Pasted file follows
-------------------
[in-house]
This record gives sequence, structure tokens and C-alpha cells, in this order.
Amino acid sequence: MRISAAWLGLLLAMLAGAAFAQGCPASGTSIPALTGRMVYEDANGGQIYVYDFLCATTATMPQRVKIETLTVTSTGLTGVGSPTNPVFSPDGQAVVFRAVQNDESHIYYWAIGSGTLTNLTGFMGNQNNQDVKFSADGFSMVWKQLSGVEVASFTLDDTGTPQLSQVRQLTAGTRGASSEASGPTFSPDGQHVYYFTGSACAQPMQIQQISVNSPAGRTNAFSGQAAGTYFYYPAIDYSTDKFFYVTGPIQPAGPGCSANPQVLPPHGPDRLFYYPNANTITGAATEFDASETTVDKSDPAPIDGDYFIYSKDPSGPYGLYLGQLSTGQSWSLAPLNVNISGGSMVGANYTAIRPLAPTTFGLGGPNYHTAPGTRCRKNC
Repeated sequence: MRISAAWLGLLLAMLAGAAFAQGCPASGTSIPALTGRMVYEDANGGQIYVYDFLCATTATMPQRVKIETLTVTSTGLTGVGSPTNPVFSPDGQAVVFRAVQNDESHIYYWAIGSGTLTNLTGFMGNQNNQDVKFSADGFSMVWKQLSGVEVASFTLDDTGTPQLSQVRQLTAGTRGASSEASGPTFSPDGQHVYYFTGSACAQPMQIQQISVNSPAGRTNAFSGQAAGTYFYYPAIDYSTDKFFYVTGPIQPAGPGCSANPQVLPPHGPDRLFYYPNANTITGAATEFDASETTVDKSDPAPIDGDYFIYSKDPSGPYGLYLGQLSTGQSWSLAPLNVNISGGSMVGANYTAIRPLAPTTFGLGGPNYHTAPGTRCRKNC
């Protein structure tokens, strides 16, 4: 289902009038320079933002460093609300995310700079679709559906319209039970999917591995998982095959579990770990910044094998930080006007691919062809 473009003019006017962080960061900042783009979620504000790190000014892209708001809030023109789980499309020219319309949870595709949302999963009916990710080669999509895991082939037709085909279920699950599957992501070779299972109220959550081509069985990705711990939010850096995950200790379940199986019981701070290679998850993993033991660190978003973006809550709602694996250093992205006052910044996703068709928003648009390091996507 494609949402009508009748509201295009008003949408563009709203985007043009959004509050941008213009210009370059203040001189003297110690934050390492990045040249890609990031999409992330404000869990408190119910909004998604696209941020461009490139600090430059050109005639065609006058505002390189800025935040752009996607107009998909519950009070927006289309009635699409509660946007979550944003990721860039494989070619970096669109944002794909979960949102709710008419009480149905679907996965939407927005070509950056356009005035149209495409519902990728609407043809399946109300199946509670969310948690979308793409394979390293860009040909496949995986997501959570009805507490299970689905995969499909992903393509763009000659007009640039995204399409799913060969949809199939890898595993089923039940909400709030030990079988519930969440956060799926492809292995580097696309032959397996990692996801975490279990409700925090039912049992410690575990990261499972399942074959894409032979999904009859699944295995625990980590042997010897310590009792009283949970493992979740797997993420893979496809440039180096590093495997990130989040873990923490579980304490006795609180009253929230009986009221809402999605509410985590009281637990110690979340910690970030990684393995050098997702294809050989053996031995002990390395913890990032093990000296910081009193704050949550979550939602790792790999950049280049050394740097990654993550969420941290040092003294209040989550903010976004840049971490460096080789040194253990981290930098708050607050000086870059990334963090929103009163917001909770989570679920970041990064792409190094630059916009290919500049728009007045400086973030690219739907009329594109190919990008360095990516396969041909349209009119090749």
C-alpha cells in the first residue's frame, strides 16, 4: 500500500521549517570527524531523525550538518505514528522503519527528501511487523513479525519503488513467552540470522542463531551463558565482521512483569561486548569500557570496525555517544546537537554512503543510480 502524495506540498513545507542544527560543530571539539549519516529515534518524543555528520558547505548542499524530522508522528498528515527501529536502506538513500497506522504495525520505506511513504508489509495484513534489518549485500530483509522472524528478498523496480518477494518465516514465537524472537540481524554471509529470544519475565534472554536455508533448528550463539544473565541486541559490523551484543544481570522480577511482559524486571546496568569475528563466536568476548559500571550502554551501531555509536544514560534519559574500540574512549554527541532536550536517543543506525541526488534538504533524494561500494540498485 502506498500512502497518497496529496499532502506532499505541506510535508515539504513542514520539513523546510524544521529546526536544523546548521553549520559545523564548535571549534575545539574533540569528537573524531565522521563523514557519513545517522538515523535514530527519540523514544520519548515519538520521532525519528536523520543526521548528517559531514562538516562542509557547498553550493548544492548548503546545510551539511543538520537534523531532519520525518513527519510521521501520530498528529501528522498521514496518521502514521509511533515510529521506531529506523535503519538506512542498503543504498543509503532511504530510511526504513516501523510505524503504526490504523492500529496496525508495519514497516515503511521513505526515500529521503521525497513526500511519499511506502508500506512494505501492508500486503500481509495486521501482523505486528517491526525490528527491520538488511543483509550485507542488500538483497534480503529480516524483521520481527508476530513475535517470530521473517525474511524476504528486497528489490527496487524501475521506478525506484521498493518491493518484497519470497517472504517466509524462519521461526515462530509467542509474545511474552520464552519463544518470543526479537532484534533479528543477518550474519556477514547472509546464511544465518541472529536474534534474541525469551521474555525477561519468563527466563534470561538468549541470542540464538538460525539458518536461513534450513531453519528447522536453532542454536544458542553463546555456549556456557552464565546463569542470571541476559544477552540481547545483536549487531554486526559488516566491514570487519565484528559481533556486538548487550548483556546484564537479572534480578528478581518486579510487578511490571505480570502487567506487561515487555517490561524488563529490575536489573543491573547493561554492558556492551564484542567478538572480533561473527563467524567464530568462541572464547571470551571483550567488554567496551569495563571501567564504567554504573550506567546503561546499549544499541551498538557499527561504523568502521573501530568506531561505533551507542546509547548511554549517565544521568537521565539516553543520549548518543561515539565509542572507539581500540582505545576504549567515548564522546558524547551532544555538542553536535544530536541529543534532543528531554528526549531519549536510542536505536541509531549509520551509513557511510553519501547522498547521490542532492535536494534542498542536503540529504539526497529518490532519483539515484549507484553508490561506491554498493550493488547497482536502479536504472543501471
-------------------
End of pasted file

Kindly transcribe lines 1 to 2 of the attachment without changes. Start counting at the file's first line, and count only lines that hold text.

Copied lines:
[in-house]
This record gives sequence, structure tokens and C-alpha cells, in this order.